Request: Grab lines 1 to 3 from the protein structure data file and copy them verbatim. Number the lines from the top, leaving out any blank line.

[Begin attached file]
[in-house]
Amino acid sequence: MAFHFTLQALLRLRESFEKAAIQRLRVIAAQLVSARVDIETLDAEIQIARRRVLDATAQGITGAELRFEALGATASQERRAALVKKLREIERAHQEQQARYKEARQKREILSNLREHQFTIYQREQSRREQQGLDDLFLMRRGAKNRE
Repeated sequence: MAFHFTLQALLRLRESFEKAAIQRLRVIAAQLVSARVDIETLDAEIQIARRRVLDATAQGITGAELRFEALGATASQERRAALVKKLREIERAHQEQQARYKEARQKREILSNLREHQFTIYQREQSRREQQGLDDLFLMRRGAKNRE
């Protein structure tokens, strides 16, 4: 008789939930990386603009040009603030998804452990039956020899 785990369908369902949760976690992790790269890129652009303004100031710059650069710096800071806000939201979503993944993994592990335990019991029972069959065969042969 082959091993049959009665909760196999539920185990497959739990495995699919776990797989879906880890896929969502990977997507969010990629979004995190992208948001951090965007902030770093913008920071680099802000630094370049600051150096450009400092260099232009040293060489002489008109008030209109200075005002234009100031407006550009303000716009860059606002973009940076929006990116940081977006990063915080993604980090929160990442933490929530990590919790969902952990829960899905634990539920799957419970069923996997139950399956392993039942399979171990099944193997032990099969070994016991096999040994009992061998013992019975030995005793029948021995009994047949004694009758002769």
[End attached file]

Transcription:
[in-house]
Amino acid sequence: MAFHFTLQALLRLRESFEKAAIQRLRVIAAQLVSARVDIETLDAEIQIARRRVLDATAQGITGAELRFEALGATASQERRAALVKKLREIERAHQEQQARYKEARQKREILSNLREHQFTIYQREQSRREQQGLDDLFLMRRGAKNRE
Repeated sequence: MAFHFTLQALLRLRESFEKAAIQRLRVIAAQLVSARVDIETLDAEIQIARRRVLDATAQGITGAELRFEALGATASQERRAALVKKLREIERAHQEQQARYKEARQKREILSNLREHQFTIYQREQSRREQQGLDDLFLMRRGAKNRE